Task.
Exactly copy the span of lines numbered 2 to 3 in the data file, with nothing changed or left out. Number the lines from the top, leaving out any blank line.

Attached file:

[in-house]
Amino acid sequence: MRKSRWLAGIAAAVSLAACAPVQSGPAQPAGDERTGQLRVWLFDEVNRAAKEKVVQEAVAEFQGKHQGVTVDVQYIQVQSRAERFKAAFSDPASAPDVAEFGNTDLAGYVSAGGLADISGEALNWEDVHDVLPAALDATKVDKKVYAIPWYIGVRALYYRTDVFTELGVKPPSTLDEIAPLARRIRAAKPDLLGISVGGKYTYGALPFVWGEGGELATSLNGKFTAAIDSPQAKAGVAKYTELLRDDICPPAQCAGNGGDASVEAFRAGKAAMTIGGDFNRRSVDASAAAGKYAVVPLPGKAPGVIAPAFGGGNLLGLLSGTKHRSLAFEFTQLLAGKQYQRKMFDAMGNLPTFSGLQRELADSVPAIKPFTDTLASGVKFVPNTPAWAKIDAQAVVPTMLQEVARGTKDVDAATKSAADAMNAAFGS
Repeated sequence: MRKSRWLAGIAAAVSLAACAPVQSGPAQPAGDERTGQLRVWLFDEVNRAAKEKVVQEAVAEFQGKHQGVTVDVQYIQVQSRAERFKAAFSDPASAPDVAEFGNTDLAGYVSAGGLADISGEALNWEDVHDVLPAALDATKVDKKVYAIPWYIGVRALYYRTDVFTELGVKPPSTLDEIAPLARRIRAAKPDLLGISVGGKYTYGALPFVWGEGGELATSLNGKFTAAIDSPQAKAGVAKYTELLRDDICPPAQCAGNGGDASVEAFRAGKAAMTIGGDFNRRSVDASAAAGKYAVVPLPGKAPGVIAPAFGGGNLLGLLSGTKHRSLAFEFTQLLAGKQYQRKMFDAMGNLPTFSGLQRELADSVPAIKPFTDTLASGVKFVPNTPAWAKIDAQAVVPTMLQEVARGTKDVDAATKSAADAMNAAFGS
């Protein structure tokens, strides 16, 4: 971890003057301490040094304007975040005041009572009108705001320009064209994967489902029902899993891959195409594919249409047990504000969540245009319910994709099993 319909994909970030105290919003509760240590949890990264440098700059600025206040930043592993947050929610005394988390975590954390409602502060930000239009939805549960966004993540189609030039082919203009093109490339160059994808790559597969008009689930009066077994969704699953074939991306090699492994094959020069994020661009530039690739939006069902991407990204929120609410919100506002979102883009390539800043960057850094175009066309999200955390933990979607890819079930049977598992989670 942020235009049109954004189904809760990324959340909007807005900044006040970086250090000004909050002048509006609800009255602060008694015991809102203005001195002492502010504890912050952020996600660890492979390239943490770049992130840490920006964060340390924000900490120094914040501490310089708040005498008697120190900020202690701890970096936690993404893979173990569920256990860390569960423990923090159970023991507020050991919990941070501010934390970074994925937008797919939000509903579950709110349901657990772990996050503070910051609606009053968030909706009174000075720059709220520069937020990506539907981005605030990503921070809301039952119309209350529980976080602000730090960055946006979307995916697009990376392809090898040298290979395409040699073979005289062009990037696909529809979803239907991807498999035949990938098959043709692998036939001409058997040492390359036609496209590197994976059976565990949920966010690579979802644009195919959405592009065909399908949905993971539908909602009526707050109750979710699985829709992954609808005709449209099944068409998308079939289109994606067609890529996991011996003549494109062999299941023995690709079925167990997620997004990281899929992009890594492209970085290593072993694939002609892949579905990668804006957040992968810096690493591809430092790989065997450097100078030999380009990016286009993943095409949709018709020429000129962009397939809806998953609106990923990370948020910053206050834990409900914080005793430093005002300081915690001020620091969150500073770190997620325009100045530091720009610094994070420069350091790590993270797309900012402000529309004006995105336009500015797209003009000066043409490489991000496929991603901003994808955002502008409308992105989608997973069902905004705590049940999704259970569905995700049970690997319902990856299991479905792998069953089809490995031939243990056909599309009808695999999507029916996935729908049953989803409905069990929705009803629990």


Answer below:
Amino acid sequence: MRKSRWLAGIAAAVSLAACAPVQSGPAQPAGDERTGQLRVWLFDEVNRAAKEKVVQEAVAEFQGKHQGVTVDVQYIQVQSRAERFKAAFSDPASAPDVAEFGNTDLAGYVSAGGLADISGEALNWEDVHDVLPAALDATKVDKKVYAIPWYIGVRALYYRTDVFTELGVKPPSTLDEIAPLARRIRAAKPDLLGISVGGKYTYGALPFVWGEGGELATSLNGKFTAAIDSPQAKAGVAKYTELLRDDICPPAQCAGNGGDASVEAFRAGKAAMTIGGDFNRRSVDASAAAGKYAVVPLPGKAPGVIAPAFGGGNLLGLLSGTKHRSLAFEFTQLLAGKQYQRKMFDAMGNLPTFSGLQRELADSVPAIKPFTDTLASGVKFVPNTPAWAKIDAQAVVPTMLQEVARGTKDVDAATKSAADAMNAAFGS
Repeated sequence: MRKSRWLAGIAAAVSLAACAPVQSGPAQPAGDERTGQLRVWLFDEVNRAAKEKVVQEAVAEFQGKHQGVTVDVQYIQVQSRAERFKAAFSDPASAPDVAEFGNTDLAGYVSAGGLADISGEALNWEDVHDVLPAALDATKVDKKVYAIPWYIGVRALYYRTDVFTELGVKPPSTLDEIAPLARRIRAAKPDLLGISVGGKYTYGALPFVWGEGGELATSLNGKFTAAIDSPQAKAGVAKYTELLRDDICPPAQCAGNGGDASVEAFRAGKAAMTIGGDFNRRSVDASAAAGKYAVVPLPGKAPGVIAPAFGGGNLLGLLSGTKHRSLAFEFTQLLAGKQYQRKMFDAMGNLPTFSGLQRELADSVPAIKPFTDTLASGVKFVPNTPAWAKIDAQAVVPTMLQEVARGTKDVDAATKSAADAMNAAFGS